The European Union’s General Data Protection Regulation (GDPR) is an important and globally influential data and privacy law. The GDPR applies to anything that collects and processes personal data of EU users – including apps, websites, and other digital solutions. If data is collected for any EU citizen the GDPR still remains in effect. The main goal of the GDPR is to provide EU individuals with privacy protection and more control over their own personal information. At the same time, the GDPR aims to improve how companies handle personal consumer data. Any business that performs transactions in the EU or collects and processes EU citizens’ data is subject to the GDPR’s protection regulations. If these companies fail to comply, they are facing serious consequences, like hefty fines or worse. So, if you have EU users, regardless of where your organization is located, you should always make sure to comply with the GDPR.
As soon as Facebook’s data abuse scandal broke, questions of legality and regulation quickly came into focus. Most notably, the scandal found itself at odds with a piece of legislation in the European Union (EU) called the General Data Protection Regulation (GDPR), which plenty of Americans were hearing about for the first time. Though Facebook is a company based in the U.S., due to the nature of the internet, regulations like GDPR have far-reaching consequences for individuals and companies all around the world.
The GDPR is a landmark piece of legislation in the EU that is stronger data protection and digital privacy laws for EU citizens. Replacing the 1995 Data Protection Directive, the GDPR is an attempt to give internet users is to say how their data is used and mandates companies to strict guidelines on how it is collected, stored, and leveraged. Slated to come into law on May 25 2018, it stands to make a dramatic impact on a variety of international companies and services.
The GDPR consists of a total of 99 articles that include a wide range of privacy requirements, such as:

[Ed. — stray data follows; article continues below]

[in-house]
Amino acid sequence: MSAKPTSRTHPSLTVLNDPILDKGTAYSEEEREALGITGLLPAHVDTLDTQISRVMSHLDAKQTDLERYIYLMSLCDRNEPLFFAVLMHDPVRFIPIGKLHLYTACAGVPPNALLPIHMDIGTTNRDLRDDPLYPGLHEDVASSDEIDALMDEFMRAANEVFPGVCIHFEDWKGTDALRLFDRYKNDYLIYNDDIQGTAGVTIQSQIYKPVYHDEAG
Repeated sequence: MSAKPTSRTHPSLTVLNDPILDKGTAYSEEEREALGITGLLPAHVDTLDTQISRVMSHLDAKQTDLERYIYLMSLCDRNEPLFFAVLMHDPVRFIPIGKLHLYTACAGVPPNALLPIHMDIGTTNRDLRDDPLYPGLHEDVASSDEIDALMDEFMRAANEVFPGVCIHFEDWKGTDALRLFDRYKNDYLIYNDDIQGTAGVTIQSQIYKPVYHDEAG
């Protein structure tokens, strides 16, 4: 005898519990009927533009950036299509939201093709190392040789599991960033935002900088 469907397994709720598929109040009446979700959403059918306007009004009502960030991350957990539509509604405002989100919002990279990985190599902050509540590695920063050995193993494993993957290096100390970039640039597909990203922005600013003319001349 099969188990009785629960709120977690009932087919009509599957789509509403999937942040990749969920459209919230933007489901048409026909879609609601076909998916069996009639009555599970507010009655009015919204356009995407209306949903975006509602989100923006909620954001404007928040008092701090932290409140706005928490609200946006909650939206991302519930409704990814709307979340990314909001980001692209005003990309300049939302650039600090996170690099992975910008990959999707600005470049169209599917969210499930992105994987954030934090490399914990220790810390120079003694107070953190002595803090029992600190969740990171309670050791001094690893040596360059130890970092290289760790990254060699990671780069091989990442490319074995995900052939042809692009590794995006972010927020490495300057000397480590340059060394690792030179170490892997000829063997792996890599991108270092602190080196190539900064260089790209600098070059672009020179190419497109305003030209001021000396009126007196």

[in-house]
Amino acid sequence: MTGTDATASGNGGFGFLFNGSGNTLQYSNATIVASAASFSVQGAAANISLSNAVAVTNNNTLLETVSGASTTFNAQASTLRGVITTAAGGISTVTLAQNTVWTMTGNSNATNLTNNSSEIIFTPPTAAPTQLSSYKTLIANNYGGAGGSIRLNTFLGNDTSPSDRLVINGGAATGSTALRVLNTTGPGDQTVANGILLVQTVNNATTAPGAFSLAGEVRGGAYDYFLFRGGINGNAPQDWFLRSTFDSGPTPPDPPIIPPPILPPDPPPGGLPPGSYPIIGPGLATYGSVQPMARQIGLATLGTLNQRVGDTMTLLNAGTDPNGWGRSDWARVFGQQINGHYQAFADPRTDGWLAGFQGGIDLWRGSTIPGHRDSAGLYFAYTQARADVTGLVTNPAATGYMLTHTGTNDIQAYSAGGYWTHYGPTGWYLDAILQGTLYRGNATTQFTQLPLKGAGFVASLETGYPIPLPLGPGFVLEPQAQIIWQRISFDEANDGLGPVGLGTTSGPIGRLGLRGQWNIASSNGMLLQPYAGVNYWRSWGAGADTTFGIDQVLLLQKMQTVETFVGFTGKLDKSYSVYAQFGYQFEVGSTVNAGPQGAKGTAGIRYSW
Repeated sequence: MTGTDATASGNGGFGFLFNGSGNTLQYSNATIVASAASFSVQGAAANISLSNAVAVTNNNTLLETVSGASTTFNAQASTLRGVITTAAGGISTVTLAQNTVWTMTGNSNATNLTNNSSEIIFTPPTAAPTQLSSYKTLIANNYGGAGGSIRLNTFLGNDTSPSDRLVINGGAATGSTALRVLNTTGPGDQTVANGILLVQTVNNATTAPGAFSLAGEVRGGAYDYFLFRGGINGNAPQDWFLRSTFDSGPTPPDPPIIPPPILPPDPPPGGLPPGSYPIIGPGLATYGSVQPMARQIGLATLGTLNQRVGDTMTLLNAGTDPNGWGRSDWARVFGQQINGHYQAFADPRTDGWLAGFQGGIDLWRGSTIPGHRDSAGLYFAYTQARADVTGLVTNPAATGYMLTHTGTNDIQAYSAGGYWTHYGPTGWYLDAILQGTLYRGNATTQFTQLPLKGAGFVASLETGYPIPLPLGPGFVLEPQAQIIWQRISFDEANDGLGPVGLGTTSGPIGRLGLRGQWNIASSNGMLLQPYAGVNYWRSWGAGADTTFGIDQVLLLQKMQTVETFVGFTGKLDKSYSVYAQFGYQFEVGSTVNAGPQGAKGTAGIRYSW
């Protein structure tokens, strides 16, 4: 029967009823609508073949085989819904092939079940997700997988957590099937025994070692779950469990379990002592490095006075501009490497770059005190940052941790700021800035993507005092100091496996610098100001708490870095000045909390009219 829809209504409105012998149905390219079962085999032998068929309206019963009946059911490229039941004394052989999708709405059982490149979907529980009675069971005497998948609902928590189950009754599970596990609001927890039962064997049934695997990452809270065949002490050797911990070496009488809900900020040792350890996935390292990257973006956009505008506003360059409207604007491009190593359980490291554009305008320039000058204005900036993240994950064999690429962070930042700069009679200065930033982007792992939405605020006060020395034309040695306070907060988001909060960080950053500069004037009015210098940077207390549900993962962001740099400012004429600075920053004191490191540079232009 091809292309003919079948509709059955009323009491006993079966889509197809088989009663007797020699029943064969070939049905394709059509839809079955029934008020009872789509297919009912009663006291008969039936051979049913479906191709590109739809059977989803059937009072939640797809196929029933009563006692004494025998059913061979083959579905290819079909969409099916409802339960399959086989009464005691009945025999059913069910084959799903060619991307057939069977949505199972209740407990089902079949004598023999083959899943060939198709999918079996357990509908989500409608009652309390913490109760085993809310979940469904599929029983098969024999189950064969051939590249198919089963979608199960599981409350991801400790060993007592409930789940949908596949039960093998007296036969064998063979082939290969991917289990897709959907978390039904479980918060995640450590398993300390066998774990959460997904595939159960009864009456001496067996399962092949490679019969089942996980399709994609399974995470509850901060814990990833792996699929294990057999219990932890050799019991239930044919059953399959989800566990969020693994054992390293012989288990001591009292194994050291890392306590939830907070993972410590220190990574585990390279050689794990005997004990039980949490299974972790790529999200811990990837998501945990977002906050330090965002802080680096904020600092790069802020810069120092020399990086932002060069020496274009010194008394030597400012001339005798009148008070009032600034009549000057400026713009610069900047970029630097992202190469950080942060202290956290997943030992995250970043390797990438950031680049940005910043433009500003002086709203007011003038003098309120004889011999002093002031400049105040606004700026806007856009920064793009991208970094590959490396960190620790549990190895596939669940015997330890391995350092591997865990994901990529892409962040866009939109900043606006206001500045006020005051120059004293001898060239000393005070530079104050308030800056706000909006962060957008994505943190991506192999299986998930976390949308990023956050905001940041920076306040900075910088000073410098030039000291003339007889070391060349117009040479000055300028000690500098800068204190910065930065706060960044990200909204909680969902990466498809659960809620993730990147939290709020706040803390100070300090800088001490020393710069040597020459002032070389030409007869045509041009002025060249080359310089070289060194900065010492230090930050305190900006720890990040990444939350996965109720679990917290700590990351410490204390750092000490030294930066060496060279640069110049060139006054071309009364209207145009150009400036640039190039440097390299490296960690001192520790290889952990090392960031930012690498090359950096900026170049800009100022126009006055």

•Users must give their explicit consent before personal data is being collected
• Data security should be built in and is enabled by default
•Users have the right to always have access to their personal data
•Data portability is a legal right
• Users have the right to have their data removed when requested
•Users have the right to know when their personal information has been compromised
The EU’s data protection policies have always been seen as a global golden standard. And while technologies have changed immensely over the past few years, regulations have had to keep up. One of the EU’s greatest triumphs in recent years was the introduction of the General Data Protection Regulation (GDPR) in 2016. It follows up the 1995 Data Protection Directive, which was introduced when the internet just entered most of our lives. Seeing the difference between the internet right after its emergence and its ubiquity in our current lives, you can imagine that the regulations within the Data Protection Directive were not aligned with the current state of the internet and personal data use any longer.
Data Privacy in Mobile apps
A significant difference between the time of the 1995 Data Protection Directive and the current General Data Protection Regulation is the emergence of the smartphone and mobile apps. While the internet used to be a convenient accessory in the ‘90s and ‘00s, it has now become an extension of our daily lives. We rely on our smartphones for staying connected with our friends and family, for making, storing, and sharing our pictures, for booking rides, buying clothes, ordering food, you name it. These applications possess their own functionalities, and they all require at least some kind of personal information from you. This could include something as simple as your name and email address, or something as sensitive as your bank credentials or your home address.
GDPR and App Development